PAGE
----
Changa yawned. The night was finally getting to him. He would sleep, his mind finally made up. In the morning they would sail for Kilwa Malikiya.
Changa met his crews with the sunrise. The mabaharia went about their normal maintenance duties, with Yusef yelling at them every step of the way.
“Yusef!” Changa called out. “Gather the men.”
Yusef waved then hurried about as fast as his large bulk would allow. Moments later the men stood before Changa, curious looks gracing their faces.
“I don’t have to tell you that my business has not been well,” Changa said. “Many of Belay’s friends have chosen not to do business with me. Because of this I must forge new relationships. But that does not help us now. The dhows must be maintained and we all must eat.”
“What must we do, Kibwana?” Yusef said. “We will starve before we leave you.”
The looks on the others faces told Changa that they did not agree with his bulky friend.
“There is a place that may hold the answer to our dilemma,” Changa said. “Kilwa Malikiya.”
One of the baharia stepped forward, a short man as broad as he was tall.
“What’s on your mind, Niko?” Changa asked.
“Every man here has heard of Kilwa Malikiya, bwana,” he said. “It is not real. It is a myth.”
Changa reached into his bag then took out Belay’s map.
“I was given this map by Bwana Belay before he died. It is a map that shows the location of Kilwa Malikiya. I plotted a route to the island last night.”
The men gathered around him, staring at the map. Niko shook his head.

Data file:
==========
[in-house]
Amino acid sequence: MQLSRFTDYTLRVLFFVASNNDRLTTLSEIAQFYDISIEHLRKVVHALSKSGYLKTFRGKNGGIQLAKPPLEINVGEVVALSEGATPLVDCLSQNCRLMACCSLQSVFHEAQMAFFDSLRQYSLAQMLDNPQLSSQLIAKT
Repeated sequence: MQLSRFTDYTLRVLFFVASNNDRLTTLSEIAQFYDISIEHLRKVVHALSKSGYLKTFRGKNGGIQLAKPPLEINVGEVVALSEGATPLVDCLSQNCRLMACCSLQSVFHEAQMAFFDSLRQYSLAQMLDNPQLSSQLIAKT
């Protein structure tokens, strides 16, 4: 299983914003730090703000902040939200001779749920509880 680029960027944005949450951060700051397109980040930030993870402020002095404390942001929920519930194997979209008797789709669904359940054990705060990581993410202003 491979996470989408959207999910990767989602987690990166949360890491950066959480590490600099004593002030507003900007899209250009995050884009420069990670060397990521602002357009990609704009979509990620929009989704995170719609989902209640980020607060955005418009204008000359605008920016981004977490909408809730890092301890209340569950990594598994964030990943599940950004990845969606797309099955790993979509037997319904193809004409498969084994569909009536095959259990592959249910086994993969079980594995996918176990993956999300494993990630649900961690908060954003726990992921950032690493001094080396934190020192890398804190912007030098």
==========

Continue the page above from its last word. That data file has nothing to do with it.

“Many maps are wrong, bwana,” he said. “Just because this one shows the island does not mean it exists.”
Changa nodded as he rolled up the map. “I’m not asking anyone to come with me. I plan to set sail this afternoon. I would love to have my crew around me, but I will not ask you to risk your lives on a safari that may not bear fruit. Each man makes his own decision.”
“They say other things about Kilwa Milikiya as well, bwana,” Niko said.
“If you believe the city is a myth, why would believe anything else said about it?” Changa asked.
“I am with you kibwana!” Yusef announced.
Changa grinned. “Thank you, Yusef.”
One by one the baharia joined Changa and Yusef. Soon only Niko stood opposite them.
“I can’t,” he said. “I will not follow a myth.”
Changa approached Niko then placed a friendly hand on his shoulder.
“I understand, Niko. Go be with your family. There will be a place for you with my crew when we return.”
“I hope that you do,” Niko said.
Niko walked away, peering back at the others until he merged into the Mombasa crowds.
“Yusef, you will come with me to the market. We must gather supplies for the journey,” Changa said.
“The rest of you prepare the dhow. We set sail as soon as Yusef and I return.”
Changa visited his counting room before they visited the market. He opened his chest then frowned. There was enough for supplies to take them to and from the island. If there was no treasure on Kilwa Malikiya he would be ruined.
Yusef entered the room.
“Kibwana, are you ready?” he said.
Changa closed the chest then lifted it.
“Yes, Yusef. I’m ready.”